Print Issue: January 2015
When American-based retailer Home Depot announced that it was the victim of a large-scale cyberattack in September 2014, banks and consumers were still feeling the pain of the Target breach, which compromised the payment card data of roughly 40 million Americans in late 2013. But the Home Depot breach was even larger, with more than 56 million customers affected. The investigation later revealed that 53 million e-mail addresses were also exposed.
The cost of the attack to the chain itself is not as large as the Target incident. Home Depot has released estimates that the breach will cost the retail store around $62 million, with about $27 million of that being reimbursed by insurance coverage—nearly 44 percent. Target reported losses of $148 million after its breach in late 2013. Of those losses, which included insurance liability, investigation costs, and legal fees, insurance covered $38 million, or roughly 26 percent.
News of the Home Depot breach was first announced by investigative reporter Brian Krebs of KrebsOnSecurity on September 6, 2014. Several banks told Krebs that batches of payment cards were suddenly going on sale on an underground cybercrime website. Home Depot formally announced the breach two days later on September 8. Ten days after that, the chain stated that the malware had been eliminated from its system, but that the attack had actually started in April. The home improvement chain, which has big-box retail stores in the United States, Canada, and Mexico, as well as an online store, said that only the U.S. and Canadian locations had been affected.
Experts say similar malware was used in the Home Depot breach as in the Target attack, and Home Depot released an announcement in early November saying that the criminals had "used a third-party vendor's username and password" to enter its network, then elevated its credentials to move to higher levels of privilege. Federal agencies, including the U.S. Secret Service and the FBI, are aiding in the investigation. What's clear so far is that some type of RAM (random access memory) scraping malware was installed on the point-of-sale (POS) terminals where customers swipe their payment cards.
Payment card industry (PCI) compliance requires that any business with a POS terminal encrypt the data when the card is swiped. However, data in the card's magnetic stripe is briefly sent in plain text as it enters the terminal's memory. The POS malware collects that information as cards are introduced to the POS, then dumps the data into a remote server.
Rahul Kashyap, chief security architect and head of security research at Bromium, calls PCI compliance the "bare minimum" when it comes to guarding networks against these hacks. "It's a checkbox item. I don't think being PCI compliant is really going to be enough, because the thing about attackers is that once they target you, and once they know what systems you have in house, they'll find ways to bypass that," he notes.
The low and slow attack that quietly exfiltrates payment card data with POS malware is exactly the kind that hackers hope to execute for two reasons: it maximizes the amount of money they'll gain from the exploit and minimizes the cost of executing the breach, according to Kashyap. "Attackers are beginning to focus on areas where there is money or something to be stolen, [using] attacks which are not very sophisticated," he notes.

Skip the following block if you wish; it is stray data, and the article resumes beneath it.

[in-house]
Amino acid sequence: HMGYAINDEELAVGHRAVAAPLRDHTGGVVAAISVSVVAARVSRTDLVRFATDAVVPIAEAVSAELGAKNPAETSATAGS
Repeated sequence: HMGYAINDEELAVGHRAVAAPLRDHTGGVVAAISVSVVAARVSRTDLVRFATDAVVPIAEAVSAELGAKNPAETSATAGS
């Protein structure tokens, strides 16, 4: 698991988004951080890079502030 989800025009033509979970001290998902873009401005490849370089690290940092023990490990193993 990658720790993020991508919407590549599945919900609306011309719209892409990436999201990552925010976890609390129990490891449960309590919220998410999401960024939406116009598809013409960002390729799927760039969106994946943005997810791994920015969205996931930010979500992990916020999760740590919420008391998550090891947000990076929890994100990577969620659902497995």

And these damaging attacks are also difficult to guard against. "If you've got enough time and resources and you do your research, [hackers will] find out what the target security software is, what other software they are running," notes John Shier, senior security adviser at Sophos. "If you're able to do that, you're capable of creating exploits or malware that the particular piece of software will not be able to detect."
EMV (Europay, MasterCard, and Visa) chip-and-PIN technology helps minimize POS attacks because information is stored in a microchip protected by added security features, rather than in a magnetic stripe. Customers must enter a unique four-digit PIN each time they complete an in-person transaction. Chip-and-PIN is already prevalent in POS terminals throughout Europe and Canada, but U.S. retailers have been slow to roll it out. Home Depot said by the end of 2014 it will have installed chip-and-PIN capability at all its U.S. stores, ahead of the October 2015 industry deadline.
To avoid having POS terminals compromised, Kashyap recommends that companies completely isolate their payment networks from any exterior Internet connections. In addition, keeping up to date on regular system patches is basic—but crucial—network hygiene, says Eric Ouellet, vice president of strategy at Bay Dynamics.
Ouellet adds that companies are more likely than ever to fall victim to breach fatigue. "People are hearing about the 'breach of the day'…there's a concern that people might become very complacent about all of these attacks." This makes it more important than ever to stay on top of the best practices and keep a close eye on your system, he notes.
"You can deploy all the security controls you want, but if they're not deployed properly and not operating as expected, then you might as well have nothing at all," adds Shier. He says that there's a level of acceptable risk companies do have to take, noting that if a company budgets $1 billion for a breach that only costs $100 million, "that's a magnitude of difference," and may not be worth the cost.
While organizations have to evaluate the cost of security controls versus potential risk, Kashyap notes that damage to a company's brand is beyond a dollar value.
"Most people have been trying to avoid the extra expenses; however, now I think people realize that you lose a lot more in the cleanup process and damage your brand," he says.